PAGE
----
Listened toMitch Landrieu by Jeffrey Goldberg from The Atlantic Interview
A white southern mayor confronts the history in his city.
"There is a difference between remembrance of history and reverence of it," said New Orleans Mayor Mitch Landrieu in his now-famous speech in May of 2017. As Landrieu said those words, city workers a few blocks away uprooted an enormous statue of Robert E. Lee – the last of four Confederate monuments the mayor removed from the city after a years-long process. In a conversation with The Atlantic's editor in chief Jeffrey Goldberg, Landrieu discusses the politics of race in the south, his grappling with history as a white southerner, and his own family’s connection to the story of civil rights in America.
I miss the days when I had a seemingly unending backlog of episodes to listen to. Now I just wait with bated breath for them to be released.
I love extended interviews on small topics like this one. This does a really good job of taking a look at some of the broader details behind removing Confederate statues in New Orleans.
The phrase "free as in facebook", may be making a comeback. Coined by Enrico Zini on his blog in 2015 to describe a captive wifi portal that requested personal information before giving access to the internet, it can be generalized to describe any service offered without charge in exchange for behavioral tracking, ongoing surveillance, or other monitoring, along with sale of any such information to third parties.
Angèle Christin, an assistant professor of communication at Stanford, published a study in The American Journal of Sociology exploring how real-time analytics such as click tracking affected journalists in two newsrooms, one in the U.S. and one in France. Christin explains that focusing on "clicks" certainly leads to clickbait stories about cats and celebrities, but notes that different journalists have different reasons for adapting their writing to increase clicks.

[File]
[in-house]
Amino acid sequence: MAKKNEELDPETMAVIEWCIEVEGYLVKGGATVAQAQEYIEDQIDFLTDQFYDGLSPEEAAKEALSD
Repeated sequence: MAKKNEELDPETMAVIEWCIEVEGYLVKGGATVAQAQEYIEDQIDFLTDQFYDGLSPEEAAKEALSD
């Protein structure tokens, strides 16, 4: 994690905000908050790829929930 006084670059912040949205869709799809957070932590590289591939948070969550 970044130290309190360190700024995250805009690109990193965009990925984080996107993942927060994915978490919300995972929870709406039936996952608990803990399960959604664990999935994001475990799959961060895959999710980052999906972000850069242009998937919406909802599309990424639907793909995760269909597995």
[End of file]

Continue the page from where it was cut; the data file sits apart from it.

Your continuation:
Shooting at YouTube Headquarters. Facebook's continuing kerfuffle. Apple snags Google's AI head. Chromebooks on school buses. Cheaper Pixel 3 on the way - but not for you. Trump vs. Amazon. Security breaches here, security breaches there, even in our underwear. Don't leave your pepperoni on the hotel balcony.
As the special counsel built his case against Michael T. Flynn and Paul Manafort, pressure was mounting for the men to to cooperate with the Russia inquiry.Then a lawyer for President Trump came to them with an idea: What if the president were to pardon his former advisers?
On today’s episode:
• Michael S. Schmidt, who has been covering the Russia investigation for The New York Times.
Eight years ago, the United States and Russia agreed to a spy swap that sent a Russian double agent to safety in Britain. That former spy and his daughter were poisoned by a nerve agent this month, and the Kremlin has been accused of orchestrating the attack. Why did it happen now?
On today’s episode:
• Peter Baker, the chief White House correspondent for The New York Times.
As hundreds of thousands of demonstrators prepared to march in Washington in response to the school shooting in Parkland, Fla., students on the South Side of Chicago felt sympathy, but also frustration.